Christ work on the cross obliterates our work, it annihilates even our good works done with a courteous spirit. His work was perfect in contrast to our work stained by the Adamic selfish nature. God calls us to holiness through our works, that we would walk in them to be pleasing to Him. However, these works are not ours but Gods, through Christ in us. These works are a sweet aroma to him, pleasant and fresh, bringing Him utter glory. The believer who presents himself as an instrument of righteousness gives himself for Christ to work in and through to the glory of God. 2 Corinthians 2:14-15 14 But thanks be to God, who always leads us in triumph in Christ, and manifests through us the sweet aroma of the knowledge of Him in every place. 15 For we are a fragrance of Christ to God among those who are being saved and among those who are perishing; The apostle Paul and believers of the new testament church seemed to grasp this. Not that it could be grasped in human effort, yet they yielded to His majesty, they knew the fear of God. 2 Corinthians 7:1 7 Therefore, having these promises, beloved, let us cleanse ourselves from all defilement of flesh and spirit, perfecting holiness in the fear of God.

Let’s look at these scriptures in further detail. 2 Corinthians 6:16-7:1:

For we are the temple of the living God; just as God said,

“I willdwell in them andwalk among them;
And I will be their God, and they shall be My people.
17 “Therefore, come out from their midst and be separate,” says the Lord.
“And do not touch what is unclean;
And I will welcome you.
18 “And I will be a father to you,
And you shall be sons and daughters to Me,”
Says the Lord Almighty.

7 Therefore, having these promises, beloved, let us cleanse ourselves from all defilement of flesh and spirit, perfecting holiness in the fear of God.

We are, in Christ Gods temple, God dwells in us, He does not dwell within sinners. No sinner can enter the temple and no sinner can dwell in Gods courts. Therefore the prophet Ezekiel tells us to be separate from uncleanliness. Holiness is perfected in the reverence and awe of God himself. To find an example of this in the scriptures we might look at the prophet Isaiah. The scriptures tell us that he saw God exalted, sitting on a throne and Gods robe was filling the temple. What a wonderful picture, the awe inspiring God, not able to be contained in a temple, is seen by the prophet who would incur Gods judgements on the people of Israel, not to their detriment but for Gods name sake, that He may make them holy, therefore being glorified by their holiness before Him. The account goes further as Isaiah then sees Seraphim calling to each other “Holy, Holy, Holy is the Lord of Hosts”. Immediately, as Isaiah sees God in His glory, he perceives something else, namely his wretched self in all its contempt.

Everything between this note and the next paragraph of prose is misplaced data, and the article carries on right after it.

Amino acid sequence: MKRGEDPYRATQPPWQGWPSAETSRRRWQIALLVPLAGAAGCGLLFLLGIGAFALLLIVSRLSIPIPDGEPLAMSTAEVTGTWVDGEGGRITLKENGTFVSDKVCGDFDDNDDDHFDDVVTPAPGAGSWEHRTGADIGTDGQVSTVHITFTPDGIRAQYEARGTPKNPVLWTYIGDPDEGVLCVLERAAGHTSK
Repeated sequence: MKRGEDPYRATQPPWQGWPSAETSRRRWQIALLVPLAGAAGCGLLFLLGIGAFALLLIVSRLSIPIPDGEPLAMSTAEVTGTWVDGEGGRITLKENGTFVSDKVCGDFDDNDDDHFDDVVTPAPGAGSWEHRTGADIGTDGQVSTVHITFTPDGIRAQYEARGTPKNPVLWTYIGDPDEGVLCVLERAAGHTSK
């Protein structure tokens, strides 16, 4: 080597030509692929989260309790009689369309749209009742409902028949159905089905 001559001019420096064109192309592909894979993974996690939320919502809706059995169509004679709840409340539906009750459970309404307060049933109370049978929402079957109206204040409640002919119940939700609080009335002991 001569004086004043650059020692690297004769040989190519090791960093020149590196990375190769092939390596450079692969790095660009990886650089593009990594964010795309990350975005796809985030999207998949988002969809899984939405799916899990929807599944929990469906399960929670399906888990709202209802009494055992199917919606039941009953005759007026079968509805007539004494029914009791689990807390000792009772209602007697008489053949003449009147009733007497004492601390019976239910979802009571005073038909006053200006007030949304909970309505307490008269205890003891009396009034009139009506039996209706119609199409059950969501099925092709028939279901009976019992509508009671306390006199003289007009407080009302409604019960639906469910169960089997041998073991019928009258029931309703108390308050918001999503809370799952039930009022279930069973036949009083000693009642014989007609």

“Woe is me, for I am ruined!
Because I am a man of unclean lips,
And I live among a people of unclean lips;
For my eyes have seen the King, the Lord of hosts.”

At once, the seraphim touch his lips with burning coals and his iniquity is taken away and his sins forgiven, Isaiah is made holy. What’s more, Isaiah could only be sent after he had seen God and had been made holy. The only way God can make us holy is by seeing Him, for we then see ourselves as we really are, we are then violently thrown on God’s grace and mercy. God only gives grace to those who humble themselves (James 4:6) and it is only grace that enables us to become holy. Titus 2:11-14:

11 For the grace of God has appeared, bringing salvation to all men, 12 instructing us to deny ungodliness and worldly desires and to live sensibly, righteously and godly in the present age, 13 looking for the blessed hope and the appearing of the glory of our great God and Savior, Christ Jesus, 14 who gave Himself for us to redeem us from every lawless deed, and to purify for Himself a people for His own possession, zealous for good deeds.

Therefore humble yourself that you may receive grace.

One of the marks of holiness is the man who consciously sees his sin and brings it to the cross. Spurgeon once said “The more hoy a man becomes the more conscious he is of his unholiness”. Holiness comes when we are broken before him, we are broken to his will, God then convicts us as He reveals more of His son to us, and we cannot help but see the vices that lay within our hearts. There is nothing we can do, as we have discussed before, to control them or overcome them in and through ourselves. Roy Hession puts it like this “The moment you  are conscious of that touch of envy, criticism, irritability, whatever it is – ask Jesus to cover it over with His precious blood and cleans it away and you will find the reaction gone, your joy and peace restored, and your cup running over. And the more you trust the blood of Jesus in this way, the less will you even have these reactions.”

All we can do is present ourselves to God through Christ’s blood for Him to mould us. This does not mean that we have an excuse to sin, we have now more of a reason to become holy. Christ has saved us, ransomed and redeemed His children. We are no longer slaves of sin, yet we are still slaves, slaves to righteousness (Romans 6:18). Therefore let us throw off every encumbrance of sin (Hebrews 12:1-2) and approach the father through the blood of Christ, let us dwell continually in His holy place by humbling ourselves before his throne of grace and mercy (Hebrews 4:6). Let us present ourselves as instruments of righteousness for Him to play His holy tune through (Romans 6:13). Let us become separate from all worldliness and our own lusts to be a people secured for His own possession (1 Peter 2:9), and let us be holy for He is holy (1 Peter 1:16). For without holiness no one shall see the Lord. (Hebrews 12:14).